Students protest against death penalty outside Indonesian Consulate

Trinity College students yesterday protested the Indonesian government’s stance on the death penalty.
Trinity College students yesterday protested the Indonesian government’s stance on the death penalty.

TRINITY College students yesterday swapped textbooks for banners to protest the death penalty outside the Consulate General of the Republic of Indonesia.

The students’ peaceful political protest on Adelaide Terrace was held during the morning rush and received a positive response from commuters.

Year 12 student Conor McCarthy-Rymer, from City Beach, said they hoped to sway the Indonesian government’s stance on capital punishment with their first protest.

“Today’s protest was spurred on by the fact they recently moved 15 new people to the (prison) island Nusakambangan,” he said.

“They’re trying to send a message to the world about drug trafficking however their use of the death penalty is completely and utterly flawed.

“We are handing in a petition soon on behalf of the college with 500 signatures from students.

“We spent a few weeks getting signatures, however the biggest push was on our fair day which is when we champion different social justice causes.”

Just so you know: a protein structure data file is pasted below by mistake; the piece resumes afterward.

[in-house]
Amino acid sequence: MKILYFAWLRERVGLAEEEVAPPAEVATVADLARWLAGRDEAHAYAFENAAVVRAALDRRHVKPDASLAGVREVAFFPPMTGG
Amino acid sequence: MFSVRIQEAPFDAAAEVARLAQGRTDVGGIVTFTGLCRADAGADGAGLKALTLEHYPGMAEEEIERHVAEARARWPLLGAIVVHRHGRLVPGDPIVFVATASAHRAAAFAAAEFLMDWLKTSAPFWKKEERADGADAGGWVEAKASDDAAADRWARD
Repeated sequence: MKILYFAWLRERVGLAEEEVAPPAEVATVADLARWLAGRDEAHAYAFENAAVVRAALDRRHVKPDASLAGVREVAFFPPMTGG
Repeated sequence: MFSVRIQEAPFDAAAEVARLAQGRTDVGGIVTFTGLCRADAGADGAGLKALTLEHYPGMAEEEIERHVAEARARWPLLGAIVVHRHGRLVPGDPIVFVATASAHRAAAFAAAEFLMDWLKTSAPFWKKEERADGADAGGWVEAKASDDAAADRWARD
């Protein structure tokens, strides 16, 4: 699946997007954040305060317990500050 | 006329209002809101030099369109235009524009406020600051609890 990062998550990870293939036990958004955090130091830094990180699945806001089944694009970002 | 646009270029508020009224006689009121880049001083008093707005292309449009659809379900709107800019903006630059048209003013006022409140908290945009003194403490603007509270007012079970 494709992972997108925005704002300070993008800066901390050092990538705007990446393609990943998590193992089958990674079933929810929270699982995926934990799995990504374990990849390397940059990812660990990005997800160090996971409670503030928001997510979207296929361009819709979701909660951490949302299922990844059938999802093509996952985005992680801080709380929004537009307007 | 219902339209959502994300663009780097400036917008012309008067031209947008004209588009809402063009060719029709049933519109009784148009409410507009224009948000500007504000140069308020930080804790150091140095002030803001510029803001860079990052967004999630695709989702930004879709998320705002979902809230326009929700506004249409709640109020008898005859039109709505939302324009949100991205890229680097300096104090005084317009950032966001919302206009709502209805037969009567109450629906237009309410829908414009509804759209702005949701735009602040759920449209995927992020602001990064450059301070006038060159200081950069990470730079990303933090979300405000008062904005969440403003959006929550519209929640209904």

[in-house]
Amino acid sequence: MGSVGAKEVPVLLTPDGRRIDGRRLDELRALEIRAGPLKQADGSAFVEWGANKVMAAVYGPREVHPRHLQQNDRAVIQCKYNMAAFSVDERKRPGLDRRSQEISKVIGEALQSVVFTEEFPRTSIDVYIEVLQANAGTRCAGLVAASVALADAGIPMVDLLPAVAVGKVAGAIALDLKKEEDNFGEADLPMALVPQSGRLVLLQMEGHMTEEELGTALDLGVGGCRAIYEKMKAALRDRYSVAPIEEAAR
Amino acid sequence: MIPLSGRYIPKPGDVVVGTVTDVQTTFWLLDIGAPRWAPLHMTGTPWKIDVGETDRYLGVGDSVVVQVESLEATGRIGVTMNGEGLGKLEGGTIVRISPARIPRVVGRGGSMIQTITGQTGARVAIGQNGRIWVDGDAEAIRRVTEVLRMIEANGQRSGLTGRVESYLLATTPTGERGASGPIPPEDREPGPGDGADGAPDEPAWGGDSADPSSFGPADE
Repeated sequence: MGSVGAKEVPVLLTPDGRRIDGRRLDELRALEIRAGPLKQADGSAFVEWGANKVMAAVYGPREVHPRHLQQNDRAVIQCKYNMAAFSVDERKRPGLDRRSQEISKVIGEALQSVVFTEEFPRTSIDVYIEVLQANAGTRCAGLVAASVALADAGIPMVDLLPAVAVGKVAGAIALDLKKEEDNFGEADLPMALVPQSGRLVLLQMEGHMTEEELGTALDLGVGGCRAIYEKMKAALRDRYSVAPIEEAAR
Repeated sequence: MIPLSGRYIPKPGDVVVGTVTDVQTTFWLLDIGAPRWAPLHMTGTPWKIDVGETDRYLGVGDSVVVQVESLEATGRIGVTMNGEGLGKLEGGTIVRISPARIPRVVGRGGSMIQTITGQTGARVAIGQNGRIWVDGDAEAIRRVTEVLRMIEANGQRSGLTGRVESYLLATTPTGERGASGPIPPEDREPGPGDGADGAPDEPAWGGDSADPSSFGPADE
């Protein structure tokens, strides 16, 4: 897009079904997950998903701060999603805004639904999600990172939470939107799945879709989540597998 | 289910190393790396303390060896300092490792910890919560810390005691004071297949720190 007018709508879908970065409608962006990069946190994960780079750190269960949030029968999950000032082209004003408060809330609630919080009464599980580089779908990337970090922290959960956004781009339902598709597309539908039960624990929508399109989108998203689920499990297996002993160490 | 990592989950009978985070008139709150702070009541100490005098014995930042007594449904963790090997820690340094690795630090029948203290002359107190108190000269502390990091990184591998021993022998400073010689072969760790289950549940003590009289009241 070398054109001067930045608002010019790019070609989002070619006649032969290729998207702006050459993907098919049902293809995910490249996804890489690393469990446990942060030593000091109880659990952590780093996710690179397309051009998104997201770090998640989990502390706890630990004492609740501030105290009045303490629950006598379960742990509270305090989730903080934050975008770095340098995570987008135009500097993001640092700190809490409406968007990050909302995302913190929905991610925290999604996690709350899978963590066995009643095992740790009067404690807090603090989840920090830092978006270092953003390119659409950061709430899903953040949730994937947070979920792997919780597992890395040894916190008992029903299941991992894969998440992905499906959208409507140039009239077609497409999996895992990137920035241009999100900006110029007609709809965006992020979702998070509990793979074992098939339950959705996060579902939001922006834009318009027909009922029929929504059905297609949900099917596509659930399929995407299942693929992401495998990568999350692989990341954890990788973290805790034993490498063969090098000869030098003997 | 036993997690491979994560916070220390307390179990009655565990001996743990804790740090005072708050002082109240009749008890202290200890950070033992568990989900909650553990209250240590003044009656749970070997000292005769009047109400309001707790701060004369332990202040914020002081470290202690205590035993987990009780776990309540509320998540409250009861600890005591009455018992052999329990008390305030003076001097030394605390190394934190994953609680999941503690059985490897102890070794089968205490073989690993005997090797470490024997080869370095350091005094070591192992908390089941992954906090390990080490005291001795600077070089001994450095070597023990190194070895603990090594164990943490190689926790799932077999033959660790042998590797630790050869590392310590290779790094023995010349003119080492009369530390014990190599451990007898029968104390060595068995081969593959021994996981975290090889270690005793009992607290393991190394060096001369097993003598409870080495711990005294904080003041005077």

He said some people passing by stopped and offered support.

“We have been here since 7.45am and the reaction has been very good, we have had a few people toot their horns, waving at us and people saying they agree with us so we have had a very positive response,” he said.

“We are hoping representatives inside the consulate will present the petition to the Indonesian government, and in the future we hope to push it further, so you may see other events just like this.”

Former student Jed Herne, from South Perth, was one of a group who took up the cause last year.

“I thought it was an important issue; personally I don’t think the death penalty is doing what its there to do. It’s not really a good deterrent to crime,” he said.

“I think it’s a waste of life, I don’t think it’s justice.”